Advisory Opinion No. 281
This is an advisory opinion in response to your letter requesting advice from the Ethics Commission as to whether a conflict of interest with your City employment will be created if you accept an appointment to the state Campaign Spending Commission [CSC].
The Commission understands the facts relative to your inquiry to be as follows:
You have been a Deputy Prosecuting Attorney [DPA] with the City and County of Honolulu for approximately one year. At this time you do not review cases for charging, negotiate plea agreements, prepare cases for trial or participate in trying cases.
The Governor has appointed you to serve on the CSC for a term beginning July 1, 1997, and ending June 30, 2000, for which you will not be compensated. Hawaii law provides that if the CSC makes an administrative determination of probable cause that a person violated the state's campaign spending statutes, the matter is then referred either to the Attorney General or the Prosecuting Attorney of the appropriate county.
The CSC has provisions for a member to recuse himself or herself from proceedings in the event that a conflict of interest arises in regard to a specific matter. Furthermore, the Prosecuting Attorney has procedures for dealing with cases which create conflicts of interests with the office. In such situations, either the case can be sent to another county or the Attorney General or private independent council can be hired to prosecute the matter for the City.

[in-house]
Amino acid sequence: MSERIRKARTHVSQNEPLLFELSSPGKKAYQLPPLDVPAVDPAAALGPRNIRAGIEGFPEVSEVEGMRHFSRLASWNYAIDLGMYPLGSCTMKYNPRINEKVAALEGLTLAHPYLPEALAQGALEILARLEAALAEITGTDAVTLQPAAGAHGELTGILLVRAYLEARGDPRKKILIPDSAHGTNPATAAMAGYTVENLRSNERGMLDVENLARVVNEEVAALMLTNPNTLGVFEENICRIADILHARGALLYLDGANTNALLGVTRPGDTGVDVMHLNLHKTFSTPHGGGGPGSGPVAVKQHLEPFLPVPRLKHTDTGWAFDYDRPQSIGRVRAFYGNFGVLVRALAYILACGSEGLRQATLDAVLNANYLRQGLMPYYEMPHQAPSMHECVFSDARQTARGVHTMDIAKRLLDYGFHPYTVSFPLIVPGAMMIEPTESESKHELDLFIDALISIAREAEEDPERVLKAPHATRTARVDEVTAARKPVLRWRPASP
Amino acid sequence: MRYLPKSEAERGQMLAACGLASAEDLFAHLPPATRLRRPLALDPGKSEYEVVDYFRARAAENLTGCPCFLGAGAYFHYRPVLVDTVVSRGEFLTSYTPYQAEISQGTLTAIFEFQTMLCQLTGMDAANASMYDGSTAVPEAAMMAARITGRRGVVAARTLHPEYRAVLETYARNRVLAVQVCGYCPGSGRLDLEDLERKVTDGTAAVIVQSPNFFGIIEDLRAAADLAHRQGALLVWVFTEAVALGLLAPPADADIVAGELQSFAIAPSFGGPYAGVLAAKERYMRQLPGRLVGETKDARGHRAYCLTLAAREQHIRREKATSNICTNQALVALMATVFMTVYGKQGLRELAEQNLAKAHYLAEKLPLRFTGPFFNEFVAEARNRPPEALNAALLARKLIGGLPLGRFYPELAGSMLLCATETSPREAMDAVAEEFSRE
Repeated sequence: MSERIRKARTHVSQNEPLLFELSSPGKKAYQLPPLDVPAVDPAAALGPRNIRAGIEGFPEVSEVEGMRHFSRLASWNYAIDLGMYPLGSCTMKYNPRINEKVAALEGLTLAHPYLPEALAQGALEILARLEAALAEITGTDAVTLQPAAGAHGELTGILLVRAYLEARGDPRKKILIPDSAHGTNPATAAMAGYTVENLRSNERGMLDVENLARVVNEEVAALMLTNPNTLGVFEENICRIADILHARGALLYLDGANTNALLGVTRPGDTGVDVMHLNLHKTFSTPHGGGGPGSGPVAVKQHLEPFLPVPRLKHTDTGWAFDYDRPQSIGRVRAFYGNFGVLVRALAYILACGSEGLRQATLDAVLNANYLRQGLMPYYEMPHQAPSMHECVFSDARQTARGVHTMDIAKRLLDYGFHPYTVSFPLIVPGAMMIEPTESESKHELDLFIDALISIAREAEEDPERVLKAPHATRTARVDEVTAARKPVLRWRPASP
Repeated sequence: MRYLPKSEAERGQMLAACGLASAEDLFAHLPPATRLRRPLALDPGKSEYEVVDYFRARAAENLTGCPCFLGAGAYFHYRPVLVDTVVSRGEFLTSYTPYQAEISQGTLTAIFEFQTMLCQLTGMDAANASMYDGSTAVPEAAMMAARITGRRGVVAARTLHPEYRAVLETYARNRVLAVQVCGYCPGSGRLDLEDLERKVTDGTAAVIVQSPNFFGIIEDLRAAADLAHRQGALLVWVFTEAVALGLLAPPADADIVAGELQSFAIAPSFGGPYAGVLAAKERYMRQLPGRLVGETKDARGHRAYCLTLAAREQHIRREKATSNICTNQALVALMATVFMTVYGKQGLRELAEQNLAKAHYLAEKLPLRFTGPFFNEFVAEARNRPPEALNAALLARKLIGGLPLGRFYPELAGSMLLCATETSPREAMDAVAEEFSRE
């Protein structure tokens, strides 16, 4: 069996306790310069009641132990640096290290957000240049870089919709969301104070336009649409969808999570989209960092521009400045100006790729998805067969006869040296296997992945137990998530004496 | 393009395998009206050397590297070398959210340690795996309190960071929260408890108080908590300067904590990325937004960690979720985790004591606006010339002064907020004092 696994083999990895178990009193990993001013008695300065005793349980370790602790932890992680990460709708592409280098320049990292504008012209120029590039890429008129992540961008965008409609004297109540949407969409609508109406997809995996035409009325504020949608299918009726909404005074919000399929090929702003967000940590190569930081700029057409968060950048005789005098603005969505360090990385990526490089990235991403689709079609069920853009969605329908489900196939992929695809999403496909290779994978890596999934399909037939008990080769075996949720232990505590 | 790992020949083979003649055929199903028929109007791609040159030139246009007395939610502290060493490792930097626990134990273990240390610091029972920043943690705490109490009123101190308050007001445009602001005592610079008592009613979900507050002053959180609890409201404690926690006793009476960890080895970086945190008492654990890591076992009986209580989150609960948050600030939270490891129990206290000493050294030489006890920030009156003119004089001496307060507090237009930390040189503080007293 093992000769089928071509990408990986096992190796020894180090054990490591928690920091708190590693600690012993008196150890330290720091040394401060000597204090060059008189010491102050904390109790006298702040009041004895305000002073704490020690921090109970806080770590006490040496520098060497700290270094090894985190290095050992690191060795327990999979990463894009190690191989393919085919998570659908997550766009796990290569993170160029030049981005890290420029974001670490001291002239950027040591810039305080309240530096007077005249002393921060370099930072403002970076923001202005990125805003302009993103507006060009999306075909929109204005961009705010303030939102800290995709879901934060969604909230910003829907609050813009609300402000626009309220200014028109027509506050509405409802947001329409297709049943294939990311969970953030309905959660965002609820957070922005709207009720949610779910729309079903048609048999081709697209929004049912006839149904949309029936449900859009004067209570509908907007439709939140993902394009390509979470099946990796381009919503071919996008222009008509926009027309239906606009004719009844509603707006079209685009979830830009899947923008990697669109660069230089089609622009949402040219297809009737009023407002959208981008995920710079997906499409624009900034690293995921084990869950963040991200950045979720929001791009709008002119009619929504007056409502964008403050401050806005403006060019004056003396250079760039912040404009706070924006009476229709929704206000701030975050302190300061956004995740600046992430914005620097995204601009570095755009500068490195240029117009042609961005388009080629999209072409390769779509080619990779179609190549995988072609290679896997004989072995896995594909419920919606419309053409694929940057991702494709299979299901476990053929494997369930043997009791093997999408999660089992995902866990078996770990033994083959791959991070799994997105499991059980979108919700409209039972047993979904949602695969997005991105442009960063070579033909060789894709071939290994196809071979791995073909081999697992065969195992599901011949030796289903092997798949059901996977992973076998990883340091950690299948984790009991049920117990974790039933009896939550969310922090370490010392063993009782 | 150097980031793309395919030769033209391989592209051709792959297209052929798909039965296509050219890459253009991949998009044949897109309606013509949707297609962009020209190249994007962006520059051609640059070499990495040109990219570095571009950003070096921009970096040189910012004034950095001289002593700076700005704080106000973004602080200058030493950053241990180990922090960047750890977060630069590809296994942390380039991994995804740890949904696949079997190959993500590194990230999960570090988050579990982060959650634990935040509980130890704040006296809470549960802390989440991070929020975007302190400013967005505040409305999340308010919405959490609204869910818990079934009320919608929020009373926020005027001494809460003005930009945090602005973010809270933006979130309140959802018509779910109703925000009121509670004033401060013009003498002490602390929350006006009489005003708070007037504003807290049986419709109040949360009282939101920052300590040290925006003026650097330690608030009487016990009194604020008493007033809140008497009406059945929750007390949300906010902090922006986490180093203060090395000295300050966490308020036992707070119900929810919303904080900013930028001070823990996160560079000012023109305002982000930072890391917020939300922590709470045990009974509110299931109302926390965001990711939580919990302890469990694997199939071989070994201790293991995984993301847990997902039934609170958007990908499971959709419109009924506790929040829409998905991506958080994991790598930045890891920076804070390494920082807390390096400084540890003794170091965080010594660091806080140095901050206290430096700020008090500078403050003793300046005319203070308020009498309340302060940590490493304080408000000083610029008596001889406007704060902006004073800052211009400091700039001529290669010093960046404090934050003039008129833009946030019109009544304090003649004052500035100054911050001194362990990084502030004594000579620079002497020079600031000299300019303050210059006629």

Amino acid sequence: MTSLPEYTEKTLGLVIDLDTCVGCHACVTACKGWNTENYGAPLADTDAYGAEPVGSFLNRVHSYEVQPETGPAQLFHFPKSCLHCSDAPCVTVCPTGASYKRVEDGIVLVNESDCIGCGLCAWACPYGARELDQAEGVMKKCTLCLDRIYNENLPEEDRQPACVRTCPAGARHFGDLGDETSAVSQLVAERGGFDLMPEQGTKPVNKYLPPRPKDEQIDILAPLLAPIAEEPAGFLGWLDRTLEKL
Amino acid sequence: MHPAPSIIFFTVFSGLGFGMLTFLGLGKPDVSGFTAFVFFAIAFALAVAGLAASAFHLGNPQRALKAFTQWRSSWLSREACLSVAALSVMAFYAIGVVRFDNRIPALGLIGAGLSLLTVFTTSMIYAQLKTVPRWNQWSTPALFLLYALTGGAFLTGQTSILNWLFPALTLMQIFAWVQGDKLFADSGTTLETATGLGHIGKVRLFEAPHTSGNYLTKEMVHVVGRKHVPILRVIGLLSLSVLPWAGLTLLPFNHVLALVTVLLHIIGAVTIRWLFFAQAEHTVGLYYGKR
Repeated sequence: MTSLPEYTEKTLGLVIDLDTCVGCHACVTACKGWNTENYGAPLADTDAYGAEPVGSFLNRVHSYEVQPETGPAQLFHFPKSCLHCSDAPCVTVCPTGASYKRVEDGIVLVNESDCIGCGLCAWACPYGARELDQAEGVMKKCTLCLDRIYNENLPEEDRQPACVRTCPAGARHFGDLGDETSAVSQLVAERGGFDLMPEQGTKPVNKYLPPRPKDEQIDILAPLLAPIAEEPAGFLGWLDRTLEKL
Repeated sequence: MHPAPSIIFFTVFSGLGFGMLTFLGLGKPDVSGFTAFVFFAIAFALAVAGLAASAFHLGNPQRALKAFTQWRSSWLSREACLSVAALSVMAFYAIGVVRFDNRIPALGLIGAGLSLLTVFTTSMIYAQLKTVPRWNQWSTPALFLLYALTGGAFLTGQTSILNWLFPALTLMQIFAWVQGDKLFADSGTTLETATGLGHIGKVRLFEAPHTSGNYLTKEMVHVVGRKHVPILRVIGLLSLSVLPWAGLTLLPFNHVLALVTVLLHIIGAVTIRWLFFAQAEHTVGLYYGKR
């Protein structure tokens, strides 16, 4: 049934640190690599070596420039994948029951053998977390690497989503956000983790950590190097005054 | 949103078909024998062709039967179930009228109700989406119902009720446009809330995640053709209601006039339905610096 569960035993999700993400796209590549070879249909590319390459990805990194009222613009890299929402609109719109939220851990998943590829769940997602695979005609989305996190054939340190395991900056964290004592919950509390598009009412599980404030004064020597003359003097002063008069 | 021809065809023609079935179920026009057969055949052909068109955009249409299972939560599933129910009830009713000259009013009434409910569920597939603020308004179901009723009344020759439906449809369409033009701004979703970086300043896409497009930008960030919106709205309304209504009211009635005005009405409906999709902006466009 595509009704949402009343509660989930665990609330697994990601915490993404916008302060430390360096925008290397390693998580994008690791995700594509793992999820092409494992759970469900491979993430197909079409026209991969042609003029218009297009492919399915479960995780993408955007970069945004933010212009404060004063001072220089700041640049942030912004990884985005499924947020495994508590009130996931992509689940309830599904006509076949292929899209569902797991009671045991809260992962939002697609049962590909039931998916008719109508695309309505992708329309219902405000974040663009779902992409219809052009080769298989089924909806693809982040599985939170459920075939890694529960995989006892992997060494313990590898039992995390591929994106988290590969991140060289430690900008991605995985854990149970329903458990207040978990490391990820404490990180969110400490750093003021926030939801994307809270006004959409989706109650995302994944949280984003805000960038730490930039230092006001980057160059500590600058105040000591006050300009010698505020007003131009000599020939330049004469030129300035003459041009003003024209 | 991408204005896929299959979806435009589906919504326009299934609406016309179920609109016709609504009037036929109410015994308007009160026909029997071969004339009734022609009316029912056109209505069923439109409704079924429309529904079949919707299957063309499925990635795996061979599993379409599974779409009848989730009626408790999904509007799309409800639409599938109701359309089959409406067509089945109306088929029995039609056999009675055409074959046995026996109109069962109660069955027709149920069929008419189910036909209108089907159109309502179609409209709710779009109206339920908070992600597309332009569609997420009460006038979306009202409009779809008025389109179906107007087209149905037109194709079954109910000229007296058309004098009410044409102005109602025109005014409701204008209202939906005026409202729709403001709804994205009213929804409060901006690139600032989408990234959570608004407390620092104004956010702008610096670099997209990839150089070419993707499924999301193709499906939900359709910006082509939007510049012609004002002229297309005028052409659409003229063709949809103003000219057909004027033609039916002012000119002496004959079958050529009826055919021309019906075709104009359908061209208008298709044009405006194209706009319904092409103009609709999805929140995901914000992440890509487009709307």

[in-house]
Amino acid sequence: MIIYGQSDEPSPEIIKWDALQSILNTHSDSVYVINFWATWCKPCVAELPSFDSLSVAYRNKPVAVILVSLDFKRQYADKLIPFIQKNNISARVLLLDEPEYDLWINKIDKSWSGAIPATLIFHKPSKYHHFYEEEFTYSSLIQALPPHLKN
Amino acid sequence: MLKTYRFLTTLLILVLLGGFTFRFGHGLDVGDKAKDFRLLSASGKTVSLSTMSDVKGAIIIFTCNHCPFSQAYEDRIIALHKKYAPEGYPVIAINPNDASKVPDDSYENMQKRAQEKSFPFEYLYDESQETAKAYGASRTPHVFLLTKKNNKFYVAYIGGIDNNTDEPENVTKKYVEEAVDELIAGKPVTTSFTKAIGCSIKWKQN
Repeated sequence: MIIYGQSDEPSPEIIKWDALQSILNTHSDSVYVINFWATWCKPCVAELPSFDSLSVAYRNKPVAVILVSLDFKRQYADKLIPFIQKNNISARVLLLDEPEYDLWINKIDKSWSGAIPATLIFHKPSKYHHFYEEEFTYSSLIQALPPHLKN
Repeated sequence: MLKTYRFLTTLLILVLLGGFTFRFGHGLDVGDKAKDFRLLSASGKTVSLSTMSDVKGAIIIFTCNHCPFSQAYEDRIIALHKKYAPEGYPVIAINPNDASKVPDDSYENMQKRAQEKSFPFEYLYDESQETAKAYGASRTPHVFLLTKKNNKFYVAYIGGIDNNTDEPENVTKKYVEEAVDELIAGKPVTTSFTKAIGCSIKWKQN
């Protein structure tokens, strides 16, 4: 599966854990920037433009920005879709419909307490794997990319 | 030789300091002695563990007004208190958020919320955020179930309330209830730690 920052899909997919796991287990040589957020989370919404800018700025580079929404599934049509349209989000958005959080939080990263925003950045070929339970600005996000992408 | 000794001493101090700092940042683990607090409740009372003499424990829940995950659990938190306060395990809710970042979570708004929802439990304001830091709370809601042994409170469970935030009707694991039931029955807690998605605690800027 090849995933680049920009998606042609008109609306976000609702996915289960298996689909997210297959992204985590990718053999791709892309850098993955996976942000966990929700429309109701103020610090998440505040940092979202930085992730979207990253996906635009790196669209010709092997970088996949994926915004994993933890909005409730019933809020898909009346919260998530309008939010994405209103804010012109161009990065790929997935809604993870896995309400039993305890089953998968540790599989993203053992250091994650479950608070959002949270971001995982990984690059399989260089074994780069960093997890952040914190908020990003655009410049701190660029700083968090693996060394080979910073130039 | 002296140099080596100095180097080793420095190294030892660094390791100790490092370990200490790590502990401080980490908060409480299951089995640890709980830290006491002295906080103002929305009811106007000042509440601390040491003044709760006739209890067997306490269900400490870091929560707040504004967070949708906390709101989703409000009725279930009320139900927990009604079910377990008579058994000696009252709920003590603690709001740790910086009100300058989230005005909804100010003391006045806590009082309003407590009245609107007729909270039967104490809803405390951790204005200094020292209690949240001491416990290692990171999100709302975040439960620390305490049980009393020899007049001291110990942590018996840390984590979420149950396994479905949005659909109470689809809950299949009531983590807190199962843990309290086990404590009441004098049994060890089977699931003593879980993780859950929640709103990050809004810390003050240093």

The ethical question presented is whether your service as a member of the CSC would conflict with your duties as a DPA, providing the opportunity for you to violate the requirement for fair and equal treatment of all persons by City officers and employees.
The general rule in relation to your question is found in the Revised Charter of the City and County of Honolulu 1973 (1994 Ed.), Section 11-104, which states in pertinent part:
[A]ppointed officers...shall not use their official positions to secure or grant special consideration, treatment, advantage, privilege or exemption to...any person beyond that which is available to every other person.
Based on the evidence presented, the Commission finds that no conflict of interest per se is created by your service on the CSC while continuing to work as a DPA. However, the Commission expects that you will either recuse yourself from CSC proceedings or contact the Ethics Commission for an opinion should your circumstances significantly change.
Dated: July 24, 1997
GOLDIE D. BRANGMAN-DUMPSON
Chair, Ethics Commission